With England operating almost a central triangle, initially Gerrard-Wilshere-Tom Cleverley, then Gerrard-Wilshere-Lampard, the Chelsea man has a platform. The setting for Lampard’s goal was created by another dashing run by Theo Walcott, whose acceleration cutting in from the right was a constant source of distress for Brazil.

It was an emotional evening for Ashley Cole, who looked close to tears during the National Anthem and by the warm applause of the crowd on the occasion of his 100th cap. Cole’s mother and some of his friends were amongst the 87,453 spectators, who saw the left-back struggle at times against his Chelsea club-mate Oscar.

Cole was removed at the break because he felt his back and hamstring, bringing Leighton Baines on. The debate will continue over who should start, the experienced Cole or the in-form Baines, but Hodgson clearly sees Cole as still first choice. One of his former managers, Scolari, embraced Cole afterwards. Coaches know what he brings to the team: positional intelligence, energy, and a will to win.

After the players had lined up for the anthems, all 22 then made their way to the centre-circle. Sadly, and disgracefully, some idiots in the England and Brazilian areas of the terraces failed to observe the period of silence to commemorate the 55th anniversary of the Munich air disaster, the 20th anniversary of Bobby Moore’s death and to remember all those who died in the Santa Maria nightclub fire in Brazil.

It was a sour note to the start of a game that was supposed to be a celebration of the FA’s 150th anniversary. Brazil had been chosen for their history, their allure and their famous names. Neymar was disappointing in the first half, repeating his anonymous showing in the Olympic final here.

The man who left David Seaman in tears in the 2002 World Cup should have scored from another set-piece here after 19 minutes. Having won a slightly questionable penalty after his cross was deemed to have been handled by Wilshere, Ronaldinho tried to beat Joe Hart low to the keeper’s left. Hart saved and then made a fearless follow-up block as the Brazilian dived in for the loose ball. England were still fortunate that the referee, Pedro Proenca, failed to notice Cleverley’s foul on Neymar.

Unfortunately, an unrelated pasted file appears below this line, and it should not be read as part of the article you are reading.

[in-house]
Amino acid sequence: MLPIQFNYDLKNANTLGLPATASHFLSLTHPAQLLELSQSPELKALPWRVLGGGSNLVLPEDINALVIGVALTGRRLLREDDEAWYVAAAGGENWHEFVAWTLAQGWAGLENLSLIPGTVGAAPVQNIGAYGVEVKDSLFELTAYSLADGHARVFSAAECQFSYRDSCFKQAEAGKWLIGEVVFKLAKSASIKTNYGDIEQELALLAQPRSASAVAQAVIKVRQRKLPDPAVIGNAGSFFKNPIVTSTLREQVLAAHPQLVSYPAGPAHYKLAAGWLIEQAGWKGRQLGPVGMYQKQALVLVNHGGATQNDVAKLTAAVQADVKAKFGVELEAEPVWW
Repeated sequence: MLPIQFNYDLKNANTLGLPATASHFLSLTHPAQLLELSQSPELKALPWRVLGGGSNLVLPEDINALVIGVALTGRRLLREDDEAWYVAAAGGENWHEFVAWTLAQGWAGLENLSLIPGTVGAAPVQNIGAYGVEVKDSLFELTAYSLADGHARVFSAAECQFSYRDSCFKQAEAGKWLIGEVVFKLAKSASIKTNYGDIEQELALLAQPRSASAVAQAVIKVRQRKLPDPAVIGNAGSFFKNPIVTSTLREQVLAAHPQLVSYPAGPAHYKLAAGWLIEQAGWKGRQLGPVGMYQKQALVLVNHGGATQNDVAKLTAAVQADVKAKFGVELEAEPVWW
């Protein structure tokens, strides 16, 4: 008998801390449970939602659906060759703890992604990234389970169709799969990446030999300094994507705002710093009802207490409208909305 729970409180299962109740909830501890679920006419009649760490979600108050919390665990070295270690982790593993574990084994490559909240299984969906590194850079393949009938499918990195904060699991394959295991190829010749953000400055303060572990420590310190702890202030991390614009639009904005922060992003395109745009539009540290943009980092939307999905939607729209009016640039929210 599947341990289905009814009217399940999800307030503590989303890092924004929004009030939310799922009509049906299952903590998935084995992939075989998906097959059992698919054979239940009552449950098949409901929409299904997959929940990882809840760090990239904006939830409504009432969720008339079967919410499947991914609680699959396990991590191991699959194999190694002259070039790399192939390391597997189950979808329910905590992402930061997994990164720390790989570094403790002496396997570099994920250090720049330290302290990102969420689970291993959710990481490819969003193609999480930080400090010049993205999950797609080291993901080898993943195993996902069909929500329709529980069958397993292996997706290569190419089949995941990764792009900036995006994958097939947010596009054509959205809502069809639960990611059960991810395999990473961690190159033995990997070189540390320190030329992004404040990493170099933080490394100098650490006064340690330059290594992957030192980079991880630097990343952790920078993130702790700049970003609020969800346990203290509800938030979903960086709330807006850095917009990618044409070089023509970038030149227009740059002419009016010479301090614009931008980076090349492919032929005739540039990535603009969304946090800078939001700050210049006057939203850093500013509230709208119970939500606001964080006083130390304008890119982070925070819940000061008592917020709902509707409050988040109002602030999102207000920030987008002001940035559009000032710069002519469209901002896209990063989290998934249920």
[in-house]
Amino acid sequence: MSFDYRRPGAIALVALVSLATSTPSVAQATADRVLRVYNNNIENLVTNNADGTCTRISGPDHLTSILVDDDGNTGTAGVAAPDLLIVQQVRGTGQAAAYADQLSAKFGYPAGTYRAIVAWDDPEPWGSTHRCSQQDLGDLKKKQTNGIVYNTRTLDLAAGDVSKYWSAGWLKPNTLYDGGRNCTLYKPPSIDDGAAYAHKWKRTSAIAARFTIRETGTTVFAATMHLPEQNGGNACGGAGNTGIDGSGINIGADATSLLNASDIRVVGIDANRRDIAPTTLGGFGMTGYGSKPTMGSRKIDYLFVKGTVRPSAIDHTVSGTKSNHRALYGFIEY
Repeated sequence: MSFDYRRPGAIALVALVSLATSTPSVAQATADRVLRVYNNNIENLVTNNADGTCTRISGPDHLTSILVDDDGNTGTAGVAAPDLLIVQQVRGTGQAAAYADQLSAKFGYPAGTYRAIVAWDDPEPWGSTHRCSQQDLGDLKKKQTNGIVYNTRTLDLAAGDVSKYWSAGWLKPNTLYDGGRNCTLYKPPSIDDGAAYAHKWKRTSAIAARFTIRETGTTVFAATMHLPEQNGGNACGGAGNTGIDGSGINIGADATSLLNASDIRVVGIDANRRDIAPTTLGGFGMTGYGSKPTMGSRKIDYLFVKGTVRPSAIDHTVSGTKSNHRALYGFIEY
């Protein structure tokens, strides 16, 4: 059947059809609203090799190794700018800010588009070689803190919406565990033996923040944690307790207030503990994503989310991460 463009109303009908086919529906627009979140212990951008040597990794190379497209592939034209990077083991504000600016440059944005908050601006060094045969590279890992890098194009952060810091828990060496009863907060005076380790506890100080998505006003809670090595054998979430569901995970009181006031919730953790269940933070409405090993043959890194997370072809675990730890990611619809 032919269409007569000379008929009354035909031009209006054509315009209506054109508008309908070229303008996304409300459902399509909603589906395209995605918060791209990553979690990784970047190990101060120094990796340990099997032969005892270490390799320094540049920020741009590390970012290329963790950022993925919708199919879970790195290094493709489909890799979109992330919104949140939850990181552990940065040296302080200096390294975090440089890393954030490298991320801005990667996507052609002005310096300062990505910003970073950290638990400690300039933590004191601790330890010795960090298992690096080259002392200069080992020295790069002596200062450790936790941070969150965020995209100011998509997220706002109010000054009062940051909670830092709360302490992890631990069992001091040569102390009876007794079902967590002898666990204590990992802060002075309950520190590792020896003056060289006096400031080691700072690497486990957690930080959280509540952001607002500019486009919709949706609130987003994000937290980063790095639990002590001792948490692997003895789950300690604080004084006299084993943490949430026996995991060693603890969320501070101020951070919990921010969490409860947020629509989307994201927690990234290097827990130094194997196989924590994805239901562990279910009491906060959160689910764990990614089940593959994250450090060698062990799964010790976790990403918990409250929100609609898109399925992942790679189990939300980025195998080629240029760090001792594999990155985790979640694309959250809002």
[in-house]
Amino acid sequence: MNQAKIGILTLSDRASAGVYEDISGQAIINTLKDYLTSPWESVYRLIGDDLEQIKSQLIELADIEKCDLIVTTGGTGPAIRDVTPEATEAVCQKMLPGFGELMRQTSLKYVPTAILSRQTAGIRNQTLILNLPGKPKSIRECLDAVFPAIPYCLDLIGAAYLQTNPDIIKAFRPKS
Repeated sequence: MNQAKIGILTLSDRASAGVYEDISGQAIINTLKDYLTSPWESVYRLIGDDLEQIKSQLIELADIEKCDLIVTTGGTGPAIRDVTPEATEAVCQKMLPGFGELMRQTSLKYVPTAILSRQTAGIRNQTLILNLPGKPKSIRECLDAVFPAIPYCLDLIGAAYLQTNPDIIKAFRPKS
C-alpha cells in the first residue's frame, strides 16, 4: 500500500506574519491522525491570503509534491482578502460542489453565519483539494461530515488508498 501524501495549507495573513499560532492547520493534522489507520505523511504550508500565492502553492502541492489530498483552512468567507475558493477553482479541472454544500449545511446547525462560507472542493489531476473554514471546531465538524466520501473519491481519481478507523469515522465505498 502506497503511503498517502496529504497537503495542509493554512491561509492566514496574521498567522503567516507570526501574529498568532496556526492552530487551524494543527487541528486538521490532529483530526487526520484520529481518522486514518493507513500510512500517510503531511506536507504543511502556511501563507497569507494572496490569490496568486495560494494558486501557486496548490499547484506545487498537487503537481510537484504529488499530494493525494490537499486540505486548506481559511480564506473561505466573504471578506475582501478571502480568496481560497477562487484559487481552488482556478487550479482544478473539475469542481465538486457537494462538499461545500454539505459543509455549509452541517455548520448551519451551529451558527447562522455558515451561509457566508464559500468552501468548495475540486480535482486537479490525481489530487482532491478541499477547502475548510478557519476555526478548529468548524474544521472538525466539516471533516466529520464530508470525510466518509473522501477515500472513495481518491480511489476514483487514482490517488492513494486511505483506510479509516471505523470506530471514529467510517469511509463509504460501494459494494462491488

Reprieved, and grateful to Hart, England took the lead within seven minutes. Danny Welbeck, not at his most effective on the left, played the ball inside to Wilshere, who glided forward in that muscular, assertive way of his. Having exchanged passes with Rooney, Wilshere teased a low ball behind Adriano for Walcott. Julio Cesar did superbly to save the winger’s shot but Rooney calmly slid the ball back in past Dante and Cesar.

England’s enduring concerns at centre-half then materialised three minutes into the second half. A mistake by Gary Cahill gifted possession to Luiz Fabiano who found the substitute Fred, who equalised with a majestic strike. Cahill almost made amends with a header from a Gerrard corner pushed over by the excellent Cesar.

Cometh the hour, cometh the prolific midfield man. Lampard’s 27th international goal, taking him level with David Platt at No 11 in the all-time scoring lists, came from a lay-off by Rooney. Lampard’s shot clipped Cesar’s post and went in. Even a goal of such class by Lampard could

not prevent Wilshere claiming the headlines.